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Kathryn Roy grew up literally walking the path with Church World Service (CWS) through the annual Crop Walk, an annual event that raises funds for local food banks.

“Through CWS Crop Walks I learned to reach out and help others that are hungry.”
 
After serving seven years as an organizer for the event, Kathryn traveled in 1999 to Senegal and The Gambia with CWS. She felt  so privileged to go, that “when we returned we realized we had a responsibility to share what we had experienced. We wanted other to be able to help those in need.”
 
It was then that she and fellow traveler, Pauline Miles along with MaryAnn McGeady began in partnership with CWS Harvest of Hope (HoH). Harvest of Hope is an annual event that raises funds to aid “thousands of people in Africa and around the world living in hunger and poverty. Support also assists in reducing health and social disparities throughout the greater Denver Metro area. Additionally, it raises awareness of the Crop Hunger Walks, and it works in cooperation with It Takes a Village.
 
This year this unique African themed event will present Deborah Katina, recipient of Kenya’s 2008 Head of State Commendation Award for her instrumental work with women and in bringing new, fresh water resources through the construction of sand dams to the region.
 
Ms. Katina’s message of making clean water sources available to people is more than simple convenience; availability of water affects a wide spectrum of life including health, opportunity for women, education for children, peace among different communities and overall prosperity to African communities. This year’s event will be held Thursday October 8, 2009 atTemple Emanuel, 51 Grape Street, Denver, at 5:30 p.m.

What do you recall most vividly of your trip to Senegal and The Gambia?

People gathered there for hours, awaiting our arrival. When we met them they chanted over and over, “Never Die, Never Die.” In earlier years CWS had gone to the region and initiated a program of planting the Morenga tree, that looks like big bushes and every part of the tree is useful in some way. For instance, the leaf can be made into flour. The people were so grateful, so thankful. Working in partnership with the people of these villages was a life-changing event for me.  
 
When did you found Harvest of Hope?
The first year was in 2002. Originally we imagined it to be a small dinner for 20 to 30 people. But then Senator George McGovern, who was the United Nations Ambassador to the Hungry, agreed to come and speak, and suddenly we were organizing a huge event. None of us knew what we were doing, but we knew God was in charge. It was a great success.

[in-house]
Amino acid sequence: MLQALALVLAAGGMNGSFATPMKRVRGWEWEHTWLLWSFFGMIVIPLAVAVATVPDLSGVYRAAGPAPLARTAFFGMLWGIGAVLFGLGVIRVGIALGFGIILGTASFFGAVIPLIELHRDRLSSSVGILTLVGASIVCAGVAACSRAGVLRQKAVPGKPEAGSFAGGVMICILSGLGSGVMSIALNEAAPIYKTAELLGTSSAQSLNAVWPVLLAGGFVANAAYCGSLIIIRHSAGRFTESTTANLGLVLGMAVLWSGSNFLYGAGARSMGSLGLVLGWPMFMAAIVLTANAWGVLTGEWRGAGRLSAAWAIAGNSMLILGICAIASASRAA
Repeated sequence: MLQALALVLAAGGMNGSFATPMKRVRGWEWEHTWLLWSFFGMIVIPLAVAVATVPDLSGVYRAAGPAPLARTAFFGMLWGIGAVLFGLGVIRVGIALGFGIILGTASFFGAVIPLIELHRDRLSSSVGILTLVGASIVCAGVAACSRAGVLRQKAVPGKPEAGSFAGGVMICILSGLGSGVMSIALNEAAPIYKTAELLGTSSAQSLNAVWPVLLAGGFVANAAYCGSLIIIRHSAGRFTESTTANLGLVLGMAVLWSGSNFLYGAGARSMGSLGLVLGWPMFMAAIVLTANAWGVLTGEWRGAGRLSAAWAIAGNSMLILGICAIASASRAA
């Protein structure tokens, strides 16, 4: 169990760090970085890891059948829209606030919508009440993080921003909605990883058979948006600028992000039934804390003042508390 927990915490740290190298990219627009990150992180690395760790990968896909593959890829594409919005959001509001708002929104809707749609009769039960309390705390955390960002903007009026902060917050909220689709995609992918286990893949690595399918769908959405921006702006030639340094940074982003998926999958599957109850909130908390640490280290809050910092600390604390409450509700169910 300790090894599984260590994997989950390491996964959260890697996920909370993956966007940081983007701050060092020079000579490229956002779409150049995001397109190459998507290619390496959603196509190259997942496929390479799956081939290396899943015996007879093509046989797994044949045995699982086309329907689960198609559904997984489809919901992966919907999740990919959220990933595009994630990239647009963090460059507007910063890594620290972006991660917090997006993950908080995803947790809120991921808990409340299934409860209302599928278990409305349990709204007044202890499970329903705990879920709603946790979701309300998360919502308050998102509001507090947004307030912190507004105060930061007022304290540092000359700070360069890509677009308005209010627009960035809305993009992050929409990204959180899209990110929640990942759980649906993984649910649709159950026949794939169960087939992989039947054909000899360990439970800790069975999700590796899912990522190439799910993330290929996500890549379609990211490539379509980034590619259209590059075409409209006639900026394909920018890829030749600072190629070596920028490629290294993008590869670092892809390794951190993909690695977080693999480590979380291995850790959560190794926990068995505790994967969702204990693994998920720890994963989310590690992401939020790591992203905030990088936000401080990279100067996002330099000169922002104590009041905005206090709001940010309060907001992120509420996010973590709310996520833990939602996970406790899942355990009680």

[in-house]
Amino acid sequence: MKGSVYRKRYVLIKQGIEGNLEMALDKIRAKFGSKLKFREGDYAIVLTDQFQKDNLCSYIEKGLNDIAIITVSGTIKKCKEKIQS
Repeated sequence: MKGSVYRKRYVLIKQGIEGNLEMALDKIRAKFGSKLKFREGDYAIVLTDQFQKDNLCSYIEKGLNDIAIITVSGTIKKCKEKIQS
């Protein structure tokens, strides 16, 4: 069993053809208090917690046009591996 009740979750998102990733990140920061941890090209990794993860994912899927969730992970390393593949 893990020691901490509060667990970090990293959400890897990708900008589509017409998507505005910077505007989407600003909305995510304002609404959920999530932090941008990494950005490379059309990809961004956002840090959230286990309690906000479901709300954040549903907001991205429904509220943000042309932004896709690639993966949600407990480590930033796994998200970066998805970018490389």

Where are Harvest of Hope funds sent in Africa?
There is a different focus each year. Through the guidance of established sources of CWS, we look to find where funds are most needed. Over the years we have supported causes that affect HIV patients, AIDS orphans, water, school safety zones, and Lost Boys of Sudan refugees. It is a unique challenge to cull over material and decide where our efforts will make the greatest impact.

You mentioned that Harvest of Hope also supports CWS and It Takes a Village.
CWS and HoH both work on he same principle that 25% of raised funds should remain in the local community. People want to see local organizations supported. Partnering with It Takes a Village has brought both organizations useful resources.

How is HoH managed?
We are a total volunteer organization. It takes a lot of effort and care to plan, organize and present this special event. It includes organizing a dinner for hundreds of people, gathering unique items for the silent and live auction, connecting with the community, and mostly, educating others about what HoH accomplishes across the world and in our own neighborhoods. But it is all worth the effort in the end. It’s a fun evening that is so very rewarding.

What is your hope for HoH?
That through HoH people will make a connection with Africa and will search for answers to help. Our goal is after joining us at HoH that people feel like they have traveled to Africa so that they will want to donate to causes, advocate for others and educate people about what they have learned. People find that there is a recognition and celebration of the hundreds of cultures throughout Africa.

Where do you think you learned to volunteer?
My parents; my dad has a true belief “to love your neighbor as yourself,” so you should never have more than your neighbor. They are my heroes; at 68 and 70 years old they were missionaries to Columbia. I’ve always had a passion for internal help because here in the U.S. we don’t have to see the hungry and sick people of the world. I’ve always tried to see, and to help in whatever way I can. HoH is an answer to that need.

You are currently at Regis University, working on a Masters of Non-Profit Management, why with your busy schedule did you decide to work toward this degree?
Because I’m motivated to see how a group like HoH can make major changes for the better. I know there is more out there, and I want to take working for causes to the next level. There are so many missions out there; I want to make a career of working in non-profit.